BOOK: Catholicism and the Making of Politics in Central Mozambique, 1940-1986

Research output: Book/ReportBook

Abstract

This book is concerned with the internal diversity and complexity of the Roman Catholic Church. It aims at exploring, unpacking, and explaining how the Roman Catholic institution works, how its politics are made, and how the latter impact its environment. Using the diocese of Beira in central Mozambique as a case study, and following insights by Max Weber, author Eric Morier-Genoud takes the novel "horizontal" approach of looking at congregations within the Church as a series of autonomous entities, rather than focusing on the hierarchical structure of the institution.

Between 1940 and 1980, the diocese of Beira was home to some fifteen different congregations ranging from Jesuits to Franciscans, from Burgos to Picpus fathers. As in many areas of the world, the 1960s brought conflict to Catholic congregations in central Mozambique, with African nationalism and the reforms of Vatican II playing a part. The conflict manifested in many ways: a bishop's flight from his diocese, a congregation abandoning the territory in protest against the collusion between church and state, and a declaration of class struggle in the church. All of these events, occurring against the backdrop of the war for Mozambican independence, make the region an especially fruitful location for the pioneering analysis proffered in this important study.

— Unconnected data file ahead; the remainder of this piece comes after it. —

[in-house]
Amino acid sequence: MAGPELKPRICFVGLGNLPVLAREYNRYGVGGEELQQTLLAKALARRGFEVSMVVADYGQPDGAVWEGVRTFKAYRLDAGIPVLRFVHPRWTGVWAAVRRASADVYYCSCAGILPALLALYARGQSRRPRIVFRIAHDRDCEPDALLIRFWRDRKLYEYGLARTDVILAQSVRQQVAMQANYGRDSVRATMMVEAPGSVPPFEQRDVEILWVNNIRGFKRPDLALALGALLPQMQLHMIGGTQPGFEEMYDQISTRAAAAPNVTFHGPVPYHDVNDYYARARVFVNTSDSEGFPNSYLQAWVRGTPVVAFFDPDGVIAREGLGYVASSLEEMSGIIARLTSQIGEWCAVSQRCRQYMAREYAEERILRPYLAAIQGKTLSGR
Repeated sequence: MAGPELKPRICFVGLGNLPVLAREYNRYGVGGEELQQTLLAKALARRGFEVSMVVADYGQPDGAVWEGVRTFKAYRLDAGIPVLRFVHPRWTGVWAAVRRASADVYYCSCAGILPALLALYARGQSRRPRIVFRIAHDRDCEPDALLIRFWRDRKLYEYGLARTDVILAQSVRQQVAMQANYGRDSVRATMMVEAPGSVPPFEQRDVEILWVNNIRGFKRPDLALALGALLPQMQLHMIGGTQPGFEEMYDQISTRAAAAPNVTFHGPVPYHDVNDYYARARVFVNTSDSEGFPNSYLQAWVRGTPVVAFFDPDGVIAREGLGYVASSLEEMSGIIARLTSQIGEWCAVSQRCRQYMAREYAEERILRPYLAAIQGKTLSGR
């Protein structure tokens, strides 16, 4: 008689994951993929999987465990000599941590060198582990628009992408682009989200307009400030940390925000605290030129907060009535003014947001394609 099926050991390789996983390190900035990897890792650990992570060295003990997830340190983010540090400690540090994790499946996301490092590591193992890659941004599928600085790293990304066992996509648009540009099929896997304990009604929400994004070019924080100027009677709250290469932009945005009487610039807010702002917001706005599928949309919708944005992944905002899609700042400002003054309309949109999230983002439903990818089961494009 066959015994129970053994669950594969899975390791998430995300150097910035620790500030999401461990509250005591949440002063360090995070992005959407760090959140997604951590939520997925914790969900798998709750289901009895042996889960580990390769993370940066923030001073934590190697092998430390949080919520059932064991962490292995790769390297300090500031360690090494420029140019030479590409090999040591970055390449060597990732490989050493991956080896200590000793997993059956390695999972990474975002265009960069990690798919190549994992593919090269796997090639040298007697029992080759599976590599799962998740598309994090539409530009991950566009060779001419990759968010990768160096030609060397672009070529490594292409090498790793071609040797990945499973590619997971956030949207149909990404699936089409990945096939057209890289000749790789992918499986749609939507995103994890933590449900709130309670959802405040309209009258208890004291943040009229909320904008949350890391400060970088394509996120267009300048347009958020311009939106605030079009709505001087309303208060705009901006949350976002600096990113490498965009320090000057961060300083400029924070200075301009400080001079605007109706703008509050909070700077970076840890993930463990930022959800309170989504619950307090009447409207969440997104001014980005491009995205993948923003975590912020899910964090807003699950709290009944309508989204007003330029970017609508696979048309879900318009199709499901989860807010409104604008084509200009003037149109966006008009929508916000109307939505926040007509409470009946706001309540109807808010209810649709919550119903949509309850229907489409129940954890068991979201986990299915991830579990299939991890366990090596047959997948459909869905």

Original languageEnglish
Place of PublicationRochester, USA
PublisherRochester University Press
Number of pages264
ISBN (Print)9781580469418
Publication statusPublished - 18 Jun 2019

Publication series

NameRochester Studies in African History and the Diaspora

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